Concentrations of Nitrogen in Plants

Many attempts have been made to relate yields of crops to nutrient supply in media and to accumulation in plants. Deficiency of nitrogen or another nutrient is associated with suboptimum development of a plant, as reflected by the appearance of symptoms of deficiency, the suppression of yields, or to the response of plants after the accumulation of the deficient nutrient following its application as a fertilizer. Plant analysis (tissue testing) is used in the diagnosis of nutritional deficiency, sufficiency, or excess. Generally, the concentrations of nitrogen in plants reflect the supply of nitrogen in the root medium, and yields increase as internal concentration of nitrogen in plants increases. The use of information on internal concentrations of nitrogen in plants should not be directed toward forecasting of yields as much as it should be used in assessing how yields can be improved by fertilization.

Various models have been developed to describe the response of plants to nutrient supply and accumulation (67). Pfeiffer et al. (68) proposed a hyperbolic model in which plants approached an asymptote or maximum value as nutrient accumulation increased. Linear models have been proposed to describe growth responses to nutrient accumulation (67). Other researchers identified a three-phase model (69-71) (Figure 2.2). In this model, growth curves describe a deficient level of nutrient accumulation, region of poverty adjustment, or minimum percentage where yields rise with increasing internal concentrations of nitrogen. In the second zone of the growth curve, a transition from deficiency to sufficiency occurs followed by a region known as luxury consumption in which internal concentration of nitrogen rises but yield does not rise. The concentration of nitrogen at the transition from deficiency to sufficiency is known as the critical concentration. Eventually, nitrogen accumulation will rise to excessive or toxic levels.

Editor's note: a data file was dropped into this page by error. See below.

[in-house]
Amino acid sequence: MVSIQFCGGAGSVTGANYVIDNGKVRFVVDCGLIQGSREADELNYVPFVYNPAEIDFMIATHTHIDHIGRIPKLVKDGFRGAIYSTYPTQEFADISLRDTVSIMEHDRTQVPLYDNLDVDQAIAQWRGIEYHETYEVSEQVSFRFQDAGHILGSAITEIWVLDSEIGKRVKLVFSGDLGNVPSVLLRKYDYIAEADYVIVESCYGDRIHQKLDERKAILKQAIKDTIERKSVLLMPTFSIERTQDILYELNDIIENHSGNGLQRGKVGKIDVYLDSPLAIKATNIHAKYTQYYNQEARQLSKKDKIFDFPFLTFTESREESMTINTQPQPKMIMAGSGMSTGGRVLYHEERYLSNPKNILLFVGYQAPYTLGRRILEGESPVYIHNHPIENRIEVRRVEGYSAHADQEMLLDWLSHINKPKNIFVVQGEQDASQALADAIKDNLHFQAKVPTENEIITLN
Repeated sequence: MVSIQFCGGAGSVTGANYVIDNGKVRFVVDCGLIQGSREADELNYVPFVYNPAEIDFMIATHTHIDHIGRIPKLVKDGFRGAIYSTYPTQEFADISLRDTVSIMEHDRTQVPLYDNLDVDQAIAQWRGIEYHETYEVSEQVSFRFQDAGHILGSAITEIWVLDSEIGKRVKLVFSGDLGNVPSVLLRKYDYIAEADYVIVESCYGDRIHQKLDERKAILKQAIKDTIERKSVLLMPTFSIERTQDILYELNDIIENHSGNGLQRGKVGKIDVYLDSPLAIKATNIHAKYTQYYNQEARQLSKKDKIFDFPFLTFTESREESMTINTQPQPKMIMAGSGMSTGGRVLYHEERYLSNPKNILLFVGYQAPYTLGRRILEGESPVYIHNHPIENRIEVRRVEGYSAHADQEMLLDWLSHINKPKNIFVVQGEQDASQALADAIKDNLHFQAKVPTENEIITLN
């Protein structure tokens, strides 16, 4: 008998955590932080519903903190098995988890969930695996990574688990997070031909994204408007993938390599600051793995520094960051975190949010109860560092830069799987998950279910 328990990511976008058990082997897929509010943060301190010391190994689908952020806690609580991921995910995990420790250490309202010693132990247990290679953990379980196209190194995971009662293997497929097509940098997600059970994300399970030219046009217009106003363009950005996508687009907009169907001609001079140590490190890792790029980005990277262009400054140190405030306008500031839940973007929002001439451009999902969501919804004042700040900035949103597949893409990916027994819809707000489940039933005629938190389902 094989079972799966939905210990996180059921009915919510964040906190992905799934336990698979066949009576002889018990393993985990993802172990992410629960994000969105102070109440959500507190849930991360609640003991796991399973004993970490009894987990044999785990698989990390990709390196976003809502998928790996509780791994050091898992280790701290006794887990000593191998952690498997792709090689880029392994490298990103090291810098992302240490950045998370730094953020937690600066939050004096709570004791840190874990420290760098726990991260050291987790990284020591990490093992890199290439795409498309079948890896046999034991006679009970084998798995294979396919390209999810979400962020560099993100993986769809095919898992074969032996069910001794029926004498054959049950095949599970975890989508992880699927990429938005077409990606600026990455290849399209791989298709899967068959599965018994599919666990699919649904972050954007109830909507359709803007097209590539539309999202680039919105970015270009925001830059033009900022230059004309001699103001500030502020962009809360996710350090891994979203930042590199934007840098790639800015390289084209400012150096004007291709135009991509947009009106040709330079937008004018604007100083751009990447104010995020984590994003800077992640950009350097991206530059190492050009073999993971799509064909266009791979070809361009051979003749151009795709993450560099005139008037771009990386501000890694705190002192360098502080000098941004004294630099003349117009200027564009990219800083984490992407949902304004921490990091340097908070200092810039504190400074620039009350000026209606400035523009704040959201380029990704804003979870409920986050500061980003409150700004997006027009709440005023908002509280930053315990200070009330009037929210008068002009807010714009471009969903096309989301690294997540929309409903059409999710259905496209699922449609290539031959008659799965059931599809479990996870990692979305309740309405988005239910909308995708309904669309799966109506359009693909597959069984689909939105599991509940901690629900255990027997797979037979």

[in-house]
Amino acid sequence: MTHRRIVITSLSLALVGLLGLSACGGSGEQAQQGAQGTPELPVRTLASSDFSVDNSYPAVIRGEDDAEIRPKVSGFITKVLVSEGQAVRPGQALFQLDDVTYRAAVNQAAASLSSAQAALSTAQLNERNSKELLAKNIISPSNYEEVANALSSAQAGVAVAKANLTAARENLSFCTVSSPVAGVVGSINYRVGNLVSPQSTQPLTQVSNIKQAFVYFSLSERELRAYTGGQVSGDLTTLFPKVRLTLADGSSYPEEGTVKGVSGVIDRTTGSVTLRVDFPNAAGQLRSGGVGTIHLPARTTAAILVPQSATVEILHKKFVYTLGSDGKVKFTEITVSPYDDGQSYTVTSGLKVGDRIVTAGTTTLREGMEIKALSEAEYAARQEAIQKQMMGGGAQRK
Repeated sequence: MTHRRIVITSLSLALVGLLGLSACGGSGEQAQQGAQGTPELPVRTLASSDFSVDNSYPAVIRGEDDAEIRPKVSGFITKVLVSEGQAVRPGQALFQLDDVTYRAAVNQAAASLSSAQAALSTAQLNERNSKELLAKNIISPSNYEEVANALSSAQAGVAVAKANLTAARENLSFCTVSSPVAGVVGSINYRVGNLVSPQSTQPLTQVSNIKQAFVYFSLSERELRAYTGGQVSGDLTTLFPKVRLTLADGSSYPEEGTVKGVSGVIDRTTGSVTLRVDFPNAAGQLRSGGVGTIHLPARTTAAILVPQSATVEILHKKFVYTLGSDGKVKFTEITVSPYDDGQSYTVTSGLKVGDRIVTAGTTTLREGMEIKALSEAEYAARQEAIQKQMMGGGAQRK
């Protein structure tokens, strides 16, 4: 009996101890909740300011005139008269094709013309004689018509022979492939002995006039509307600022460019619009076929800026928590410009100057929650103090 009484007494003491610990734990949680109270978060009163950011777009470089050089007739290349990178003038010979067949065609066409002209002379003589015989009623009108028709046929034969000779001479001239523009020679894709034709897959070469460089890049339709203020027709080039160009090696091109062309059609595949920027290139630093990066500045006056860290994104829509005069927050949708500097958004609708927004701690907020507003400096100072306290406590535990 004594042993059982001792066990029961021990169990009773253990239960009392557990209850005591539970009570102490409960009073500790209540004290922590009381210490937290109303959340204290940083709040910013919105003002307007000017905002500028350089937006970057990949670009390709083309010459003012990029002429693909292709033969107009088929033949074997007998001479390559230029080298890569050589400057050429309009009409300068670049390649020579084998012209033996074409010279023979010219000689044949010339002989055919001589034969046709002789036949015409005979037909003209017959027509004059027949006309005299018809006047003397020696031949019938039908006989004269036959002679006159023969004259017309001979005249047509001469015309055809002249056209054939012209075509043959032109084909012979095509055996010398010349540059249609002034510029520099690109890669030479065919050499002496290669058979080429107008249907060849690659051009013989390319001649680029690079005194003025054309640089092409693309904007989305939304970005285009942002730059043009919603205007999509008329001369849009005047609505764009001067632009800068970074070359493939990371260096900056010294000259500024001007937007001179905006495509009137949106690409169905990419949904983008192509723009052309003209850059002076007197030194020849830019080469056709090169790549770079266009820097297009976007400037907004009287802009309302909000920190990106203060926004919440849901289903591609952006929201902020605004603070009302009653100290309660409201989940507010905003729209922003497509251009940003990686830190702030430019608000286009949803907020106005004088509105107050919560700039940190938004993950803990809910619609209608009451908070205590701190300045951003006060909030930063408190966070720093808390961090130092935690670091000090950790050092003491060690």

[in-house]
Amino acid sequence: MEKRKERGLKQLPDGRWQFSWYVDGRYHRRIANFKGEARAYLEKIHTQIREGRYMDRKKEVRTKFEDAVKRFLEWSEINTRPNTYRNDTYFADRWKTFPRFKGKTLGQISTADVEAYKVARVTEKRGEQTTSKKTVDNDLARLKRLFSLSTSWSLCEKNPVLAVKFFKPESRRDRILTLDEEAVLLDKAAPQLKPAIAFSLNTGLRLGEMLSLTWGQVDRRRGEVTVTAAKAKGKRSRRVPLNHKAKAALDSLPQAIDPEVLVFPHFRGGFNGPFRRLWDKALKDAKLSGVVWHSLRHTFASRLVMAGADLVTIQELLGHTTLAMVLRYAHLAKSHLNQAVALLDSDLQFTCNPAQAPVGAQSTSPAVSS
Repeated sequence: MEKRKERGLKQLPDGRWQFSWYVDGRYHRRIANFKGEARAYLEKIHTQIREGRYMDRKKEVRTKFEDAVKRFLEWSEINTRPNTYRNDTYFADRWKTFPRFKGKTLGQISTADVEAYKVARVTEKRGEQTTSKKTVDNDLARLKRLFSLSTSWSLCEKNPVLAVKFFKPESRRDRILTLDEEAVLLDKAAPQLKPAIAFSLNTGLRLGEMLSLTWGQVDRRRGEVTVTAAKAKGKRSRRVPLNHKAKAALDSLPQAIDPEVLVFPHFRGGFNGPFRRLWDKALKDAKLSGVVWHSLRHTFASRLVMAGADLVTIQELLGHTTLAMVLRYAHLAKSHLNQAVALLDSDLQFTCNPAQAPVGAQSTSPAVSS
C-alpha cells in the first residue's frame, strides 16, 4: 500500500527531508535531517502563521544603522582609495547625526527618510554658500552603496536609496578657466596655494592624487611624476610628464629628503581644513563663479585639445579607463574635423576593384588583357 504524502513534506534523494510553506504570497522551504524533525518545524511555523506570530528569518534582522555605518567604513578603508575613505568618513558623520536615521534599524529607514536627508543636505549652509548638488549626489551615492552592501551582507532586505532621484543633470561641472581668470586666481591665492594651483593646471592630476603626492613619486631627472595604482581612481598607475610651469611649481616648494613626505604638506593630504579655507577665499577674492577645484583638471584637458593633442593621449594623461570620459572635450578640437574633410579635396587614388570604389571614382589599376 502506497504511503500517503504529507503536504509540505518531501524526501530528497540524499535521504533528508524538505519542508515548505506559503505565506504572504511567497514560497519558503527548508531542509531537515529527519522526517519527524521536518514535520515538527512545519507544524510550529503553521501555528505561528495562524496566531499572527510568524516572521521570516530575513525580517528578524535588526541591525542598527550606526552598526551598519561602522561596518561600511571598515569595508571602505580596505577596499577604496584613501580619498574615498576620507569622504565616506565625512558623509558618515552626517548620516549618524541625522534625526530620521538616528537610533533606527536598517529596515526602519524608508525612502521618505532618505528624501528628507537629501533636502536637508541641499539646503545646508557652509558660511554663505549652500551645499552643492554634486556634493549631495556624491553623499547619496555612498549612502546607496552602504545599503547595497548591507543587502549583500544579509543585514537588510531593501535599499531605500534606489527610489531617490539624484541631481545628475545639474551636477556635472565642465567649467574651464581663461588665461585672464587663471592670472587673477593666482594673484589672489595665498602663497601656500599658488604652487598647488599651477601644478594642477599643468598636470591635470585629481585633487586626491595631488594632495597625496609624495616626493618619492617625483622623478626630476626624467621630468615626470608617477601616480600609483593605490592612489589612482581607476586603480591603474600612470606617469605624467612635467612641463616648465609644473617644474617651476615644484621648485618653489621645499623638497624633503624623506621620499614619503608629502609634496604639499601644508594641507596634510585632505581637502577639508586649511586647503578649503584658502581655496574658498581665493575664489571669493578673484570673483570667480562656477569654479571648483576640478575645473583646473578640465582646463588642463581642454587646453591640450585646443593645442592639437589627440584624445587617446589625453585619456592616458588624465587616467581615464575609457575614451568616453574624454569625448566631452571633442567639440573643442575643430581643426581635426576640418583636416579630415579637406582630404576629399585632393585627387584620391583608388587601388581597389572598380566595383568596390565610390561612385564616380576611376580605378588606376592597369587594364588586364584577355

Nitrogen concentrations in plants vary with species and with varieties within species (72,73). Nitrogen accumulation in plants also varies among families. Herbaceous crops from fertilized fields commonly have concentrations of nitrogen that exceed 3% of the dry mass of mature leaves. Leaves of grasses (Gramineae, Poaceae) (1.5 to 3.5% N) are typically lower in total nitrogen concentrations

Concentration of nutrient in tissue figure 2.2 Model of plant growth response to concentration of nutrients in plant tissue. Units of concentration of nutrient in tissue are arbitrary. The model shows the critical concentration of nutrient at a response that is 90% of the maximum growth obtained by nutrient accumulation in the tissue. Deficient zone, transition zone, and adequate zone indicate concentrations at which nutrients may be lacking, marginal, or sufficient for crop yields.

Concentration of nutrient in tissue figure 2.2 Model of plant growth response to concentration of nutrients in plant tissue. Units of concentration of nutrient in tissue are arbitrary. The model shows the critical concentration of nutrient at a response that is 90% of the maximum growth obtained by nutrient accumulation in the tissue. Deficient zone, transition zone, and adequate zone indicate concentrations at which nutrients may be lacking, marginal, or sufficient for crop yields.

0 0

Post a comment